12th European Remembrance Symposium

Commemorating and Narrating Freedom

 Polish History Museum, Warsaw
21 — 24 May 2024

‘For Freedom – Ours and Yours’ is a phrase coined by the 19th-century Polish independence activist Joachim Lelewel during the November Uprising against the Russian invader in 1830–31, one of the prime Polish independence uprisings. It has entered the repertoire of Polish cultural memory, becoming one of the most inclusive national mottoes during the darkest periods of Polish history in the 19th and 20th centuries.

Aspirations for independence and accompanying freedom slogans also played a similar role in the history of the countries of Europe (and beyond) throughout the 20th century, which was marked by two world wars, various civil wars, Nazism and the Holocaust, fascism, communism as well as authoritarianism.  

What does freedom mean today and what did it mean throughout the historical period discussed above? How did both the struggle for freedom and its celebration become enshrined in the region’s cultural and historical memory? How has freedom been commemorated in museum narratives and how is it commemorated today? These questions are among the key ones running through this year’s European Remembrance Symposium.
Starting from philosophical perspective that defines freedom not only by its absence and efforts to regain it (freedom from enslavement, persecution, occupation, etc.), but also by social agency and responsibility (freedom of choice, assembly, freedom of speech, religion, human rights, minority rights, etc.), we will look at various narratives within the broader memory of freedom in selected museums of Europe and the world.

The participants of the symposium will examine the spaces of the newest and most popular historical museums. For decades they played a special role in the creation of historical and cultural memory of different generations as sites for generating particularly evocative images and narratives about the past, spaces for displaying a variety of memory mediums, places for mediating (national and cross-national) historical policies, and as institutions that engage visitors in co-creation of narratives about the past (participatory museums).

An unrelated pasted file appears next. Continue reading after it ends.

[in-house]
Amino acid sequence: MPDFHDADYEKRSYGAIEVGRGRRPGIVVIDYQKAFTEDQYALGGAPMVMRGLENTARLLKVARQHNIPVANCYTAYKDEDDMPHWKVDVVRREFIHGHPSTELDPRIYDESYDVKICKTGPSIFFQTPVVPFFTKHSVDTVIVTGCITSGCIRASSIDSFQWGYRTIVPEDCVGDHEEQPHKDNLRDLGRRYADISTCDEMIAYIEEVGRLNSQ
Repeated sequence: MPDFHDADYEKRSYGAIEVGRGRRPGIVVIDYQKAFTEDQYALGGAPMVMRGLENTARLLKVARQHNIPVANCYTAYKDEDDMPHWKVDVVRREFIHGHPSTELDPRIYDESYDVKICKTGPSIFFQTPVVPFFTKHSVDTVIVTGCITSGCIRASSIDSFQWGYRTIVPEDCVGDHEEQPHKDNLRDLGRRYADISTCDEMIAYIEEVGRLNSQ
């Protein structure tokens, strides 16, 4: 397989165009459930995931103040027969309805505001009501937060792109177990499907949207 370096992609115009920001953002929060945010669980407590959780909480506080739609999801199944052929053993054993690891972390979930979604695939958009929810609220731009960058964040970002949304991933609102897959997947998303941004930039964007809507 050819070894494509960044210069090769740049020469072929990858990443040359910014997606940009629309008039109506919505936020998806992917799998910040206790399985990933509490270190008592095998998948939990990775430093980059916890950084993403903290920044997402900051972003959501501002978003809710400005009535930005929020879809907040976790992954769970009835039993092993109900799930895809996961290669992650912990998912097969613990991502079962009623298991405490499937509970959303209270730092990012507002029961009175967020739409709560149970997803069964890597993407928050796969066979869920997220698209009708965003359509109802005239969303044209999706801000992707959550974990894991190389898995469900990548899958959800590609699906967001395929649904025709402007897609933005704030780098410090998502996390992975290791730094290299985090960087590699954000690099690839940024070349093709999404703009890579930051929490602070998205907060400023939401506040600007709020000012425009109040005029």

Taking into account the dynamically changing technologies and increasingly advanced tools for visualising the past, so crucial to popularising history and the educational process, during the planned discussions we will also explore both the enormous opportunities and as well as the threats introduced by the highly appealing tools of engagement used in education and museum presentations, including AI, VR and immersive media, among others.


Day 1 – Tuesday 21 May

14:00—15:30  Registration

15:15—15:30   Welcome

15:30—17:30  Debate
Welcome speeches

18:00—Reception: cocktails followed by concert (Jazz Band Młynarski-Masecki) and dinner

Day 2 – Wednesday 22 May

08:00–09:00 Registration

09:00–10:30  Opening panel: Grand national narratives and conceptualisations of freedom
How is freedom understood in national narratives concerning the past? In the museum narrative, does freedom appear mainly in the context of independence or the lack and fighting for independence (freedom from captivity, persecution, occupying forces, etc.), or does it also appear in the context of human and civil rights?  Is it reinforced through the freedom of/right to: assembly, choice, self-determination, etc.?
Whether and how the notion of freedom in museum narratives goes beyond national narratives, and how are narratives about civil rights and freedoms, rights of minorities, the freedom of speech, religion, etc. told/conceptualised?